Ban on mining of earth without permission
The interim order of the National Green Tribunal (NGT) banning digging of earth across the country for making bricks and roads without obtaining prior environment clearance may help save the environmentally sensitive hills and paddy lands in the State.
Indiscriminate razing of hills for road development work, railway development projects, and various other land conversions has been a major socio-environmental issue facing the Central Travancore region for the past two decades.
A study conducted by V.S. Vijayan, former chairman of the Kerala State Biodiversity Board, says that not less than 96 lakh tonnes of earth will be required for converting the wetlands and paddy lands at Aranmula (Aranmula puncha) for setting up the proposed private airport.
Razing of hills has already led to a series of socio-environmental issues, including drinking water scarcity, drying up of wells and water pollution in different parts of Central Travancore region.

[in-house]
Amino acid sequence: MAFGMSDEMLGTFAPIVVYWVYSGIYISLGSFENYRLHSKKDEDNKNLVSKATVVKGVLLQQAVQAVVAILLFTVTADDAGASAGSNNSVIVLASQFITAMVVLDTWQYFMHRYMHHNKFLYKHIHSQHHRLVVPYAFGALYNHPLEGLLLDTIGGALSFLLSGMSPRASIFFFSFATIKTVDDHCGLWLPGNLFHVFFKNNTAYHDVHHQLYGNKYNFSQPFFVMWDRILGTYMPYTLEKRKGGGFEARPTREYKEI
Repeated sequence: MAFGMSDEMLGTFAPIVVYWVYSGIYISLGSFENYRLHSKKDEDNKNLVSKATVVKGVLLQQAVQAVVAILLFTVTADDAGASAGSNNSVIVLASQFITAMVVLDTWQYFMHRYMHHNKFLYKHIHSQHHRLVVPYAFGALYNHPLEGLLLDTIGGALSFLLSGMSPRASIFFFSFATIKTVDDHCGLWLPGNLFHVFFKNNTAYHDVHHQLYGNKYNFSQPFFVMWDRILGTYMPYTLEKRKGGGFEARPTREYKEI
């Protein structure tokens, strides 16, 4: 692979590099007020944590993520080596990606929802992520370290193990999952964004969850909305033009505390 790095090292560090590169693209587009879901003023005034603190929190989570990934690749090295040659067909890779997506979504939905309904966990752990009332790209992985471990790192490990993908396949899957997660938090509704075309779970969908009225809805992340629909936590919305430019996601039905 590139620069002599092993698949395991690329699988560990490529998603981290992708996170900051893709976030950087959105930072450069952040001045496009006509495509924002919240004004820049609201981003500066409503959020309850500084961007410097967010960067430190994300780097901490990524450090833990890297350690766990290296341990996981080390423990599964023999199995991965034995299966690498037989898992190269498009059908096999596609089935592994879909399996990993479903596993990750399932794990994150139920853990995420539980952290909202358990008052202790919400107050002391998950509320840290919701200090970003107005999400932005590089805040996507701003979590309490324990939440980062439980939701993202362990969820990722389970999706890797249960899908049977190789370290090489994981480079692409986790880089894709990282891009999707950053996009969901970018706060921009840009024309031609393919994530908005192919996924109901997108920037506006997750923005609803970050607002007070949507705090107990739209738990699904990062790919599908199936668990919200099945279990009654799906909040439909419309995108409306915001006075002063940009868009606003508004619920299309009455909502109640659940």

Indiscriminate mining of earth from farm lands spread across up to 15 sq km area in the Budhanur-Mannar-Thiruvanvandoor belt in Alappuzha district has already converted many parts of the affected area into stagnant pools of water, posing threat to human life as well as environment.
N.K. Sukumaran Nair, general secretary, Pampa Parirakshana Samiti, says the unscientific digging of earth for brick-making has already done irreparable damage to the groundwater table, hydrological regime, farming sector, and to the environment. The mining of earth in the flood plain areas of Achenkovil and Pampa in the Budhanur- Thiruvanvandoor-Puliyur-Mannar belt in Alappuzha district for brick making has badly affected the farm sector as well as environment.
The Kuttamperoor river and the Uthrappally rivertoo are testimony to this, says Mr. Nair.